What if We Can Make Tax Season a Little Less Painful?

No one wakes up and says, “Yes, I get to do my taxes today!” For most Americans, tax time is not associated with fun times. It is more associated with a feeling of dread. Thankfully, there are ways to make it less painful and more profitable. Taxes are needed to provide certain services for our nation. But, just because taxes are needed and required, does not mean you have to overpay or not be as educated as possible regarding deductions and credits.

Prepare for tax season as early as possible by choosing a preparer or getting ready to DIY, start gathering all documents and information earlier, and learn about new tax credits and deductions. Taxpayers typically must e-file or mail in Federal and State returns by midnight on April 15th to avoid penalties. Do not put off the inevitable – start preparing now.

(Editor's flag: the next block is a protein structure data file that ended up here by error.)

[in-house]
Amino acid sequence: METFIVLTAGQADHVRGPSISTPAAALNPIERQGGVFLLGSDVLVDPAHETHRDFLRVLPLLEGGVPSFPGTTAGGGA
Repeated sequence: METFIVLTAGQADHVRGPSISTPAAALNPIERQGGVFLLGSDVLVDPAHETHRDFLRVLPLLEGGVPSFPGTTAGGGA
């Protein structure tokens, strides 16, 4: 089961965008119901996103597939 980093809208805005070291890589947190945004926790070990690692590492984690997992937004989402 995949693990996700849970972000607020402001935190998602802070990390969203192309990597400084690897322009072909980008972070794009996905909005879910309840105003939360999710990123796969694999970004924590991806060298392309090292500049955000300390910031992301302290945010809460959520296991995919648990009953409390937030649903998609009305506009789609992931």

Hire a Professional or DIY?

Depending on your financial situation, you need to decide on hiring a professional tax preparer or doing your own tax preparation. Federal and State governments do not mandate hiring a professional; they only require you to file appropriately and on time. When deciding, list the pros and cons of hiring a professional versus doing it yourself. The costs for a professional will vary, depending on your return; the more complicated, the higher the costs. Decide whether the cost outweighs the benefits. Time is a valuable commodity, and so is ensuring you take advantage of all deductions and credits.

Collect Tax Documents

By the end of January, you should have received tax documents from employers, brokerage firms, and others you did business with. Employers will send the documents in the mail or electronically. They include a W-2 for a salaried worker and 1099s for contract workers or freelancers.
Here is a link for income-related forms found on the IRS website. Ensuring and verifying you have all the needed documents will make filing for you or your tax preparer more efficient.

Deductions and Credits – Top 5 Deductions People Miss